Production of different type of dry fish and its yield measurement at Veraval, Gujarat, India
- 1Department of Fisheries Resource Management, College of Fisheries, Junagadh Agricultural University, Veraval, Gujarat, India
- 2College of Fisheries, Junagadh Agricultural University, Veraval, Gujarat, India
- 3Department of Fisheries Resource Management, College of Fisheries, Junagadh Agricultural University, Veraval, Gujarat, India
- 4Post Graduate Institute of Fisheries Education and Research, Kamdhenu University, Gandhinagar, Gujarat, India
Res. J. Recent Sci., Volume 6, Issue (7), Pages 28-32, June,2 (2017)
Drying is one of the oldest, cheapest and popular known method of preservation of food. Dry products are in great demand both within and outside the country and form an important source of protein rich food in various forms. The consumption of dried fishes is about 32% of the total marine landings in India. Marine fish drying is a very common in Veraval coastal areas. The dry fish marketing involves a long marketing channel system starting from the fresh fish supplier, dried fish processor, Wholesalers to Retailers and consumers. Primary data were collected by face-to-face interview and secondary data were collected from various sources. Veraval is one of the leading fish producer in Gujarat state. Major species available in this region are Silver croaker, catfish, gropers, ribbon fish, lizard fish, mackerels, Tuna, shrimp etc. Processed fish are sun dried on racks, pole, platform or mats lay on the ground. Fish yield calculated on the base of processed (whole, fillet, headless) fish for drying. After drying, dried fish are stored in yard, which is purchased by wholesalers and retailers. Dried fish transport is either mechanized vans or small trucks. Local fisher woman sale the collected dried fish in nearby region market. Drying is good source to utilize bycatch and source of income for poor people. Marine dried fish marketing play an important role in the economy of Veraval as well as in India, contributing to increase food production, diversification of the economy and increase employment opportunities.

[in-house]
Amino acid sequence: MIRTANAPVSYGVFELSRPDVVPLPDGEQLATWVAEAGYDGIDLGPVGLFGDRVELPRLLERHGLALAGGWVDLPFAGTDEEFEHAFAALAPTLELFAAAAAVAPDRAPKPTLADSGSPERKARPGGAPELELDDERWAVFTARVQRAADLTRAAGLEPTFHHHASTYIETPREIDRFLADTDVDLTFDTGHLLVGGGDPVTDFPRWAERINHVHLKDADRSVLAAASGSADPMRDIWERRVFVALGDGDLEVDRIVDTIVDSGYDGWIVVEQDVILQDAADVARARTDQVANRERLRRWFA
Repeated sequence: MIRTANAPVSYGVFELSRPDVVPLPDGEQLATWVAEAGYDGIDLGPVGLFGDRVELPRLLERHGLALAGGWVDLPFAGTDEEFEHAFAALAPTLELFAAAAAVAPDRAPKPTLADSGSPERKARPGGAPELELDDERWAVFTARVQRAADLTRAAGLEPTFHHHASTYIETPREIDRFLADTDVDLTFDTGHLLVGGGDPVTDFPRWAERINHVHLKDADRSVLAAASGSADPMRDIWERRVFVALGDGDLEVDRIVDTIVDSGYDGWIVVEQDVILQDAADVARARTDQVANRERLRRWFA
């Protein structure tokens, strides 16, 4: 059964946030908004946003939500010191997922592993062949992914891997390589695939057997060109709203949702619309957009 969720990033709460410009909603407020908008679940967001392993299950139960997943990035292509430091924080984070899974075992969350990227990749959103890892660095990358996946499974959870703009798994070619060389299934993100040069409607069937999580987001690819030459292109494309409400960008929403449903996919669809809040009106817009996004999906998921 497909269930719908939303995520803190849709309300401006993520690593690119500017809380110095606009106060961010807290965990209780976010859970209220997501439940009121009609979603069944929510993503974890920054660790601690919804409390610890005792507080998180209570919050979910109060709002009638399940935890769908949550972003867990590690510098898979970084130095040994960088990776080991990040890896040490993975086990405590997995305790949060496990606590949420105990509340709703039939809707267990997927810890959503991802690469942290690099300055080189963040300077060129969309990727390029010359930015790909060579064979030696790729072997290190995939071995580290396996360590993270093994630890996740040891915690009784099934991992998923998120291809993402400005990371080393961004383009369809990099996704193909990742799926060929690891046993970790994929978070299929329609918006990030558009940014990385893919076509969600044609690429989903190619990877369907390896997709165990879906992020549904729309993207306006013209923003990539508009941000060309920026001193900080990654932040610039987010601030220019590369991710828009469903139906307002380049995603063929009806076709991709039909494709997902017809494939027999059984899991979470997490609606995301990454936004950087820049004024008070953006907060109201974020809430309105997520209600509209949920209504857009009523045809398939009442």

- Balachandran K.K. (2013)., Post-harvest technology of fish and fish product., Daya publishing house, 77-104.
- Gopakumar K. (2002)., Textbook of fish processing technology., Directorate of information and publications of agriculture . indian council of agricultural research, new delhi.
- FAO. 2013. National Aquaculture Sector overview. www.fao.org/, undefined, undefined
- Payra P., Maity R., Maity S. and Mandal B. (2016)., Production and marketing of dry fish through the traditional practices in West Bengal coast: Problems and prospect., International Journal of Fisheries and Aquatic Studies, 4(6), 118-123.
- Sivaraman G.K., Visnuvinayagam S. and Jha A.K. (2015)., microbiological spoilage of dried fishes., Indian council ofagricultureal research.
- Das M., Prathibha R., Maheswarudu G., Dash B. and Ramana P.V. (2013)., An overview of dry fish landings and trade at Visakhapatnam Fishing Harbour., Regional Centre of CMFRI, Visakhapatnam. Marine Fisheries Information Service T&E Ser., 215, 3-7.
- Ghorai S.K., Bera S.K., Jana D. and Mishra S. (2014)., Status of the largest dry fish market of East India: a study on Egra Regulated Dry Fish Market, Egra, Purba Medinipur, West Bengal., International Journal of Current Research and Academic Review, 2(5), 54-65.
- Faruque M.A., Nazrul K.M., Tonny U.S., Islam K.R., Dey S.C., Mona S.J. and Saha D. (2012)., Status of an ideal dry fish market of Bangladesh: a study on Asadaganj dry fish market, Chittagong., International Journal of Life science biotechnology and Pharma Research, 1(3), 214-225.